Mario Draghi takes on his German critics | The Economist

The politicians' complaints seem to have backfired, provoking indignation on the ECB's governing council. Mr Draghi proudly reported that his colleagues had unanimously endorsed not only current monetary policies but also the importance of preserving the central bank's independence. "We obey the law, not politicians," Mr Draghi asserted. The German economy may not need monetary stimulus as much as weaker peripheral countries. But Mr Draghi remarked that the ECB's mandate is to pursue price stability for the whole of the euro zone, not just Germany.

Worse, Mr Dragi continued, any criticism was counterproductive. By undermining the ECB's credibility, critics might make its policies less effective. In the end, that would lead to more stimulus--the opposite of what Mr Schäuble wants. Mr Draghi said he welcomed a "polite, lively debate", but showed no sign of shifting his position.

What to make of all of this? Do as I say, not as I do? Well, that's politicians to you and Germany is no exception.

By blaming everything but the cold weather onto the ECB loose money, Schaüble et fellow politicians are drawing attention away from the cause: the ECB is using the loose money and low interest rates methods because the Eurozone states, led by the German government, refuse to use the budgetary tools. Without enough budget for maintenance and upgrades, German infrastructures are aging, not to mention airport construction projects...

And there is also the question of the fragility of the German banking and financial system: Deusche Bank crisis for instance.

As Romaric Godin in La Tribune wites: four years ago, German officials were chiding their French counterparts for criticizing the ECB instead of reforming themselves; today, the compliment could be returned.

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Mario Draghi didn't take it too kindly and replied that the ECB isn't into the sole business of preserving German savers' assets

Never-ending transfer of economic power upwards is the only goal, German savers' assets being undermined is just unconvenient because German politicians has claimed that they would not be.

By blaming everything but the cold weather onto the ECB loose money, Schaüble et fellow politicians are drawing attention away from the cause: the ECB is using the loose money and low interest rates methods because the Eurozone states, led by the German government, refuse to use the budgetary tools. Without enough budget for maintenance and upgrades, German infrastructures are aging, not to mention airport construction projects...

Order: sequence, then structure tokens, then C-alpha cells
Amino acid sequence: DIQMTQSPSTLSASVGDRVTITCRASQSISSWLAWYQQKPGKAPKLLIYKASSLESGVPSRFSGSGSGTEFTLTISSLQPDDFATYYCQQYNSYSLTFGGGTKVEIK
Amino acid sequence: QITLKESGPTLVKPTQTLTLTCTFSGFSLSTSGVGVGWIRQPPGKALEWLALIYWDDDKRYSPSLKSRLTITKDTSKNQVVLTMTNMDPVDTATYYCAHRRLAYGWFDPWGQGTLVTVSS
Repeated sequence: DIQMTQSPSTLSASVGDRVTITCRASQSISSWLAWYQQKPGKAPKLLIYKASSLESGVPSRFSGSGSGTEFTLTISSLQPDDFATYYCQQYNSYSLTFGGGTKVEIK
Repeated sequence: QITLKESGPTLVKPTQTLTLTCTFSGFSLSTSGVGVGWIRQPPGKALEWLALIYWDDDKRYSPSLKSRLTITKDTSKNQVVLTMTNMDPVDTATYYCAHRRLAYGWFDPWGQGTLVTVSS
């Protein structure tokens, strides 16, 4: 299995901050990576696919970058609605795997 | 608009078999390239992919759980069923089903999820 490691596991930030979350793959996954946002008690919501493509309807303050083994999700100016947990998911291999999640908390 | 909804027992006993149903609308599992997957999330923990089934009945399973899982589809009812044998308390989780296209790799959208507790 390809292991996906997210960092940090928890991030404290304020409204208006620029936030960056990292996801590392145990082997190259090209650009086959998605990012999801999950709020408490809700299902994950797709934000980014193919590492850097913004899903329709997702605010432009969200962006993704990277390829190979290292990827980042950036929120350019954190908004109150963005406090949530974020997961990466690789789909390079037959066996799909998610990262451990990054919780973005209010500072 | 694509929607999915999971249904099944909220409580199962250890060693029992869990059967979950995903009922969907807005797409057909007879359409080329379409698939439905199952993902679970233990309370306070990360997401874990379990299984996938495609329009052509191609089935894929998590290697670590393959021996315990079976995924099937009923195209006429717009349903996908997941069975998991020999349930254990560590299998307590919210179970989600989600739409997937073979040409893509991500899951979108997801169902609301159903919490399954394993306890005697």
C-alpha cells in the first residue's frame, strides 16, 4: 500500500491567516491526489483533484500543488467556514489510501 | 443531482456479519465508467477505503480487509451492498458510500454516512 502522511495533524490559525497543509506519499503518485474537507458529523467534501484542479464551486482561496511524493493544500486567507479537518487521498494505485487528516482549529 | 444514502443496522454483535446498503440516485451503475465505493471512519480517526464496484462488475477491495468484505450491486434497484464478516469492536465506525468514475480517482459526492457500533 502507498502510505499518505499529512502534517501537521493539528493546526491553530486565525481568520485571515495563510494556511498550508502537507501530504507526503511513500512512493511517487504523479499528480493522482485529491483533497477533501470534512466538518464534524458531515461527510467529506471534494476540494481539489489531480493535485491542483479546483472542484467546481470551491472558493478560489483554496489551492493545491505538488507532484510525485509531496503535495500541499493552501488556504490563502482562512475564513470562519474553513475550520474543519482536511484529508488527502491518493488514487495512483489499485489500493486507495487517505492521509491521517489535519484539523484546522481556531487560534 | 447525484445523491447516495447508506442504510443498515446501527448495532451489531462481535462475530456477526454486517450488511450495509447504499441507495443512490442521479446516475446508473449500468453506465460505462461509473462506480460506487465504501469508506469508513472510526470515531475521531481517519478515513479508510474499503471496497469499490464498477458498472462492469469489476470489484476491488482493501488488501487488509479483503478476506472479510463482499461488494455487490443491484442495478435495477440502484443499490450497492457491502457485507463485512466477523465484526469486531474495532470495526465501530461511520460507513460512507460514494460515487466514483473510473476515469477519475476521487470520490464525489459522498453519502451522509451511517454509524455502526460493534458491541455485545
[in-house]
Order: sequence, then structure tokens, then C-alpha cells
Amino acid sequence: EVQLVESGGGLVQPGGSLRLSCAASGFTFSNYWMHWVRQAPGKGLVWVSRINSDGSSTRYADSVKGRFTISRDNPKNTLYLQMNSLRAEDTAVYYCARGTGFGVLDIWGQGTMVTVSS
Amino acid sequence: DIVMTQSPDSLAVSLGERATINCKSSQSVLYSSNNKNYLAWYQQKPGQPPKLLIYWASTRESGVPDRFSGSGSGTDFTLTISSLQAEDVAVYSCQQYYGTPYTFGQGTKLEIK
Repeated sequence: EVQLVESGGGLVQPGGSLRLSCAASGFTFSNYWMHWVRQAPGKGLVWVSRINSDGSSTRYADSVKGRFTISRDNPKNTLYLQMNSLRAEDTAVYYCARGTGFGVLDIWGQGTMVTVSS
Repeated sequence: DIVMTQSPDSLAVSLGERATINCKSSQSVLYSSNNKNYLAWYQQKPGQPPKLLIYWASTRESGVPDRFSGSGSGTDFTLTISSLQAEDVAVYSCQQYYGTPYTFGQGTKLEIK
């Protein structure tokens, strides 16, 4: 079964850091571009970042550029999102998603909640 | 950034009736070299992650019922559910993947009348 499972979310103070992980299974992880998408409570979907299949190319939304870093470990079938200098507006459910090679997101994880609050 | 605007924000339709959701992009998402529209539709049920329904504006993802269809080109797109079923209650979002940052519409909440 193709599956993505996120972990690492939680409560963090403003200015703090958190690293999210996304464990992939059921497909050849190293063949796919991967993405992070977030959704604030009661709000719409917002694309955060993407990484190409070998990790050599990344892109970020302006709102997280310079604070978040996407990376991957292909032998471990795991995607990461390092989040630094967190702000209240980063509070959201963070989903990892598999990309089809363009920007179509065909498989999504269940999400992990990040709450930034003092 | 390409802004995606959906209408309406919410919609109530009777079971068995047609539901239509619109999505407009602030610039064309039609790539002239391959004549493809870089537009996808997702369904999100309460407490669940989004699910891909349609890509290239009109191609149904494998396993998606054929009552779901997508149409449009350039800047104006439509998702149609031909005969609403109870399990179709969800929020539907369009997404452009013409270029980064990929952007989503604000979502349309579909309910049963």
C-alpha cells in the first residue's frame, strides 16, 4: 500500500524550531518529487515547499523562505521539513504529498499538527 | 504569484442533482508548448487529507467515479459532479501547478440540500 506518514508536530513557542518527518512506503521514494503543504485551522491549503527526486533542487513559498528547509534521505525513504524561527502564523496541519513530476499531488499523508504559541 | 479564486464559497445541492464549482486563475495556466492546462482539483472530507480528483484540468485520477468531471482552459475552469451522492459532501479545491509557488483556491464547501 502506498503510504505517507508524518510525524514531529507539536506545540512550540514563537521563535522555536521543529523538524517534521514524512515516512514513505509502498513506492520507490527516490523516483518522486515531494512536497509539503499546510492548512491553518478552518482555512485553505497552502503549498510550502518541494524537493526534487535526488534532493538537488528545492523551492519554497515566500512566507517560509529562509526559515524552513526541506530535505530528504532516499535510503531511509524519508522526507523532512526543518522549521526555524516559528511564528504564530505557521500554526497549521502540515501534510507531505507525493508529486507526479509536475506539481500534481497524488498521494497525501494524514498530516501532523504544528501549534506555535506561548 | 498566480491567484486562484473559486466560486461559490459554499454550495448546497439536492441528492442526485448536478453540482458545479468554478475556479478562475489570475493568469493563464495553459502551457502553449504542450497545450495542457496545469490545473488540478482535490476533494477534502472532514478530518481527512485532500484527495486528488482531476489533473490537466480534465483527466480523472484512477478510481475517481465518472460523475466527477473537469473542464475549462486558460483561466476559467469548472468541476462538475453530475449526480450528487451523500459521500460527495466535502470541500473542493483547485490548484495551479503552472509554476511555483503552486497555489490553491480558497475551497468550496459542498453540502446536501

But the ECB is also the muscle behind the Commissions threats to any state that dares use fiscal stimulus.

ECB blames the states, Germany blames ECB. What can they ever agree on?

Well, there is this:

"If you want the real economy to grow, there are no shortcuts which avoid reforms."
by fjallstrom on Mon Apr 25th, 2016 at 04:36:44 AM EST
Ah yes, ReformTM, that old chestnut...

And it's not only the CDU:

Germany′s populist AfD party wants France excluded from common European currency | News | DW.COM | 24.04.2016

"We can have a common currency with the Netherlands, Austria, Finland or Baltic states. They have similar cultures of stability like ours," Joerg Meuthen, the co-leader of the Alternative for Germany (AfD) party, told the daily Frankfurter Allgemeine Zeitung in an interview to be published on Monday.

The AfD leader told the paper that the political culture of France and the southern European states was different from Germany's. "They don't want austerity at all," Meuthen underlined.

The AfD's deputy leader Alexander Gauland shares Meuthen's views on the exclusion of France and the southern European countries from the eurozone.

"No one wants to throw France out. But France is certainly a political problem. And for that, I have no solution," Gauland said.

by Bernard on Mon Apr 25th, 2016 at 03:35:54 PM EST
[ Parent ]
"We can have a common currency with the Netherlands, Austria, Finland or Baltic states. They have similar cultures of stability like ours,"

Apparently no one has told these neostormtroopers that Finns and Estonians aren't Aryan.  Learning that people can be blonde yet "impure" would make their little, acephalic heads explode.